5. Rattlesnake Mountain

Rattlesnake MountainSource: en.wikipedia.org
Rattlesnake Mountain

There are marvelous rocky landscapes in the south of Farmington at this basalt landform, rising to 750 feet and part of the Metacomet Ridge.

That 200-million-year-old fault shoots north through Connecticut for 100 miles from Long Island Sound to the Massachusetts-Vermont line. For much of the way it grants majestic views from its cliff-tops.

That’s just what you’ll find at Rattlesnake Mountain, which can be accessed on the Blue-Blazed Metacomet Trail. This has views for miles over western Connecticut from the top.

As with other peaks on the ridge, Rattlesnake Mountain has a microclimate that gives rise to some plants not normally found in Connecticut.

On the trail I came across Will Warren’s Den. This is a cave with a peculiar story harking back to the earliest days of colonization in Farmington.

A plaque reads, “Said Warren, according to legend, after being flogged for not going to church, tried to burn the village of Farmington. He was pursued into the mountains, where some Indian squaws hid him in this cave.”

6. First Church of Christ, Congregational

First Church of Christ, CongregationalSource: worobod / Flickr
First Church Of Christ, Congregational

The spire atop this historic church at 75 Main Street can be seen for miles around. 

The clapboard building in the Greek Revival style, has been standing since 1771, although the congregation goes back another 120 years.

In 1841 the First Church of Christ, Congregational was involved in a significant event in American history.

The enslaved Africans who had revolted aboard La Amistad were sheltered on their release from custody by Austin Williams. He was a local abolitionist who set up a dormitory building for them while they awaited their return to Africa.

I find it humbling to think that they were regulars at this very church during that time.

7. Westfarms Mall

Westfarms MallSource: singh_lens / shutterstock
Westfarms Mall

One of the top malls in the Greater Hartford area is on the boundary between West Hartford and Farmington.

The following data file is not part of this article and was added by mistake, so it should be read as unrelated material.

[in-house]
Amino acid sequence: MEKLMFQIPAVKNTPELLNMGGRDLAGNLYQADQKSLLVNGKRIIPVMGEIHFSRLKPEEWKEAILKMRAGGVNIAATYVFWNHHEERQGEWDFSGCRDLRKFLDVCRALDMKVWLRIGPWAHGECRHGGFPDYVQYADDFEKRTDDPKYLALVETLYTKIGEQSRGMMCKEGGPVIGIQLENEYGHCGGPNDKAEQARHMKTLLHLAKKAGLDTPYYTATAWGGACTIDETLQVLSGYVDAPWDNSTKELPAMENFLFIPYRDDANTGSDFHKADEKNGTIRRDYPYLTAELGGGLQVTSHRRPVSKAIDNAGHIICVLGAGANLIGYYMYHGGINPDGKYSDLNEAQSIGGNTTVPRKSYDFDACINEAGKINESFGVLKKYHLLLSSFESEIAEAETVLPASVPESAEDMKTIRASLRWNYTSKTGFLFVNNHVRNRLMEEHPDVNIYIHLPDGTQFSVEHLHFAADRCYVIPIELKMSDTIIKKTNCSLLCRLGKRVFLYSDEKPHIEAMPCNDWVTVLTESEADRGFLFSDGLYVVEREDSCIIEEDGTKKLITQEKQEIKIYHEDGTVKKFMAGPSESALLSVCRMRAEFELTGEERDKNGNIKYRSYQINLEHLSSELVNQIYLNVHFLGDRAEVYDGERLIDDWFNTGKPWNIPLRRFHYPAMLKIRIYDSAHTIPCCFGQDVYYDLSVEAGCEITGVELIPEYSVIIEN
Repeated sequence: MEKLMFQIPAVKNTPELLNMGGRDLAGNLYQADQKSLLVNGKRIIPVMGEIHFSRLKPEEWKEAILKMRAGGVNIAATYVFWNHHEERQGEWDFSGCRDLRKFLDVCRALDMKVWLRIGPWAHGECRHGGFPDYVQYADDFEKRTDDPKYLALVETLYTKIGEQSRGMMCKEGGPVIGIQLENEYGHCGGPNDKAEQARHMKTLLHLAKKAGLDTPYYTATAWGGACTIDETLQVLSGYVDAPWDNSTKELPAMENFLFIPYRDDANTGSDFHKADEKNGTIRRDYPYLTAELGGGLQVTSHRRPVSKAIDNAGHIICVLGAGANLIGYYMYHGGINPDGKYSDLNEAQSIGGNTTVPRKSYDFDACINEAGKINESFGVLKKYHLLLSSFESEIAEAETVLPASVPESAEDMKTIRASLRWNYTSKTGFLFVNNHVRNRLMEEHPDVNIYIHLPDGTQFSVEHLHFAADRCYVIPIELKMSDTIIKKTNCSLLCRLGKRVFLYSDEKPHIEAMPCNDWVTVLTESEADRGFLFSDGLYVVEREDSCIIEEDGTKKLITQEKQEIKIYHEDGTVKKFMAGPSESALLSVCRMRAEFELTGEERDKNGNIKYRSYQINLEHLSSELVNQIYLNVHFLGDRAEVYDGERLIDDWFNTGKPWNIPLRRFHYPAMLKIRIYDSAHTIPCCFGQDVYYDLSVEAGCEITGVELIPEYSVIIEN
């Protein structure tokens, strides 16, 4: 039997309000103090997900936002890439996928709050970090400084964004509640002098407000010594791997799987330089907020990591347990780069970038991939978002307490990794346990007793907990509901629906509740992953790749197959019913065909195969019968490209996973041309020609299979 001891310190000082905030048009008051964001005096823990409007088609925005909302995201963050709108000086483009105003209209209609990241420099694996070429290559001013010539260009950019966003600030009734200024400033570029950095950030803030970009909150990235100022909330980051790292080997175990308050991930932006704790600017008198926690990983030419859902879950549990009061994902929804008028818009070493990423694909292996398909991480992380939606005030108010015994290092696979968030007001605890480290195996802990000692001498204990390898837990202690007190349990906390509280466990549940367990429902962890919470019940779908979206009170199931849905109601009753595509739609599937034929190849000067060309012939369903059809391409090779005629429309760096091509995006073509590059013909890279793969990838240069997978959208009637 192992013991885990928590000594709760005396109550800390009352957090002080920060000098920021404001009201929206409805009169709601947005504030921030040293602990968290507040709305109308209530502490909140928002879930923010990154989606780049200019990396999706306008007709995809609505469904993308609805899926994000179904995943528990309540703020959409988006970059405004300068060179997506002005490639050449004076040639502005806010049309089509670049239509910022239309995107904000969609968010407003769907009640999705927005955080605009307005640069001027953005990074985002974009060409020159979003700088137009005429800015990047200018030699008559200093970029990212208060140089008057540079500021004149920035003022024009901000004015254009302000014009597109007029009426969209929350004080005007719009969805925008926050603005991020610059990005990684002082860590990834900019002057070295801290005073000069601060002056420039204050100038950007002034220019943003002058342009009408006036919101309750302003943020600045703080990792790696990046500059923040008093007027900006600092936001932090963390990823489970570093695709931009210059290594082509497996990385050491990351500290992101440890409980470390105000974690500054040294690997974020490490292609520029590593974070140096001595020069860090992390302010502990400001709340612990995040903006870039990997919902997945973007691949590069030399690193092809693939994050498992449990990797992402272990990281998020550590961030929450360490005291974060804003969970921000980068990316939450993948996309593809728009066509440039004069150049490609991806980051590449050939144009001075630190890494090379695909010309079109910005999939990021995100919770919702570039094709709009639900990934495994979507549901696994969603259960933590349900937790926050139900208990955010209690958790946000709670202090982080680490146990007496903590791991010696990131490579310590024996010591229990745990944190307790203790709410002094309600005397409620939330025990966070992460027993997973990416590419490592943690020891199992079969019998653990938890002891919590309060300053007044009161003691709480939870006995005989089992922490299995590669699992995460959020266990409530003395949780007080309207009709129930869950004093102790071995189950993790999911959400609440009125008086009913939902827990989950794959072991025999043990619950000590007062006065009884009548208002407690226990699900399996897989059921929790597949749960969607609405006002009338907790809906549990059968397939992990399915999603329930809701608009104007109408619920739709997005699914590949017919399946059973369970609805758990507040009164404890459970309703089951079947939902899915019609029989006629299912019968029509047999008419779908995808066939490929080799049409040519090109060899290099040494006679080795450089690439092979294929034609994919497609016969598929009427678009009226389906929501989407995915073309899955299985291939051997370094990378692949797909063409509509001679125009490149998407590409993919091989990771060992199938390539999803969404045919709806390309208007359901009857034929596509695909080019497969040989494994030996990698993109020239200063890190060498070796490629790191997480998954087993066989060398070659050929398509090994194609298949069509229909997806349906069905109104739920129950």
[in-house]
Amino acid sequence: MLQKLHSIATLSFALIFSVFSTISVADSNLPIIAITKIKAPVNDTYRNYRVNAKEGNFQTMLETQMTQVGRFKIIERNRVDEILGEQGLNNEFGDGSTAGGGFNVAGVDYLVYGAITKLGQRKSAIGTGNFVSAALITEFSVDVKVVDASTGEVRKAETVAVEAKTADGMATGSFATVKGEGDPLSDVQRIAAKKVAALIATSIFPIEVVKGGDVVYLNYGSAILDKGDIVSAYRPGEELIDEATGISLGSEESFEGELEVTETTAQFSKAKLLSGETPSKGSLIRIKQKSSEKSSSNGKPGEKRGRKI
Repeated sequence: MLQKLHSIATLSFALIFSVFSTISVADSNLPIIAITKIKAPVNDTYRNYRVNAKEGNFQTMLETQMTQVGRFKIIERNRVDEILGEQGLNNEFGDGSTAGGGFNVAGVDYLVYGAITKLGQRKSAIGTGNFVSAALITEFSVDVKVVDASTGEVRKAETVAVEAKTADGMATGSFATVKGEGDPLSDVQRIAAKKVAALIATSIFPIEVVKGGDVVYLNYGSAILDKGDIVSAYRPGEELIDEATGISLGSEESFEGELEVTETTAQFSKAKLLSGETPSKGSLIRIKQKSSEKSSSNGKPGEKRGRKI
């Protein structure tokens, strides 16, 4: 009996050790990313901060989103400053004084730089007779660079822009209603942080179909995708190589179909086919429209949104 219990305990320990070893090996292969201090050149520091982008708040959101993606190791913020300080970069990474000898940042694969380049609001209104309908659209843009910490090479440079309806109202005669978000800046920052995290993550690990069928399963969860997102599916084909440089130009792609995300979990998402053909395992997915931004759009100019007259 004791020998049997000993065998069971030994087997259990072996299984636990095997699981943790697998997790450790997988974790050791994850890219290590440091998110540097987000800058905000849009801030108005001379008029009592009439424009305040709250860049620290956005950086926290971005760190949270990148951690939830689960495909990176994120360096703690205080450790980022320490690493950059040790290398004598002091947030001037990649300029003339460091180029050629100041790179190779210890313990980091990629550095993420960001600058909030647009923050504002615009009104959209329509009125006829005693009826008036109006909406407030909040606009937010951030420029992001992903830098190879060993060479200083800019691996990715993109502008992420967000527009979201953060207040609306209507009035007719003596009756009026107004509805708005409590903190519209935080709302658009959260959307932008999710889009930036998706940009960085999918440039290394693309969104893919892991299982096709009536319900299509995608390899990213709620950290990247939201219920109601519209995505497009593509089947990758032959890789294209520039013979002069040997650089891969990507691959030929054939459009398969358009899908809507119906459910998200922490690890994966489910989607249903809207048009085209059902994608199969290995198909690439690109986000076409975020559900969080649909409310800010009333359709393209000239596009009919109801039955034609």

The name is a portmanteau of both towns, and there are more than 160 stores and services at your disposal in Westfarms Mall.

When I went to press, the anchors were Jordan’s Furniture, Nordstrom, Macy’s, and JCPenney. 

For the most part, the mall is at the upper end of the market. I’m talking, Louis Vuitton, Kate Spade, Michael Kors, and Tiffany & Co.

These are matched with the sort of brands you’d hope to find in any mall, like H&M, Foot Locker, Sephora, Apple Store and Banana Republic.

Westfarms Mall has no lack of dining choices, from California Pizza Kitchen to P.F. Chang’s China Bistro. Many of these have their own outdoor store-fronts instead of being clustered in a food court.

8. Tunxis Country Club

Tunxis Country ClubSource: Tunxis Country Club / facebook
Tunxis Country Club

Farmington claims the largest golf complex in New England, all of which is public. Tunxis Country Club has a whopping 45 holes of championship golf.

This is all combined with a lineup of bars, a 150-guest banquet venue, and an outdoor pavilion that can accommodate 250. 

Naturally the courses take center stage, and there are three to choose from. The oldest here is the 9-hole Red Course, landscaped in the early 1960s.

For serious players, the signature is the White Course, known for its tricky island greens and views of the Farmington River. Elsewhere, the Green Course has a links-style layout with gaping sand traps and large bodies of water.

To rediscover your touch, Drive45 is the club’s awesome driving range. I can’t get enough of this place, with high-end shock-absorbing mats and buckets of affordably priced Calloway range balls.

9. Farmington River Trail

Farmington River TrailSource: kfcasper / Flickr
Farmington River Trail

If you’re looking for a detour along the Canal Heritage Trail, this multi-use trail leads through some of the most spectacular rural landscapes in the area. 

Farmington River Trail is a loop, departing from the main route before rejoining it 18.2 miles away in Simsbury.

Ideal for walkers, joggers, inline skaters and cyclists, the trail is paved and can be accessed at several points in Farmington.

It follows the course of the old Central New England Railroad, mostly on the banks of the Farmington River. There’s forest, farmland and meadows, although I should point out that there are occasional stretches of on-road riding.

10. Complexity: A Puzzling Adventure

Complexity A Puzzling AdventureSource: Complexity: A Puzzling Adventure / facebook
Complexity A Puzzling Adventure

Farmington has a highly-rated puzzle solving attraction at Complexity: A Puzzling Adventure. For the uninitiated, Escape Rooms are ideal for date nights, families, or team building.

You’ll need to call on all of your problem-solving abilities and sense of teamwork to work your way through clues to escape a room. There’s always an hour-long time limit, and it’s hard not to get caught up in the drama.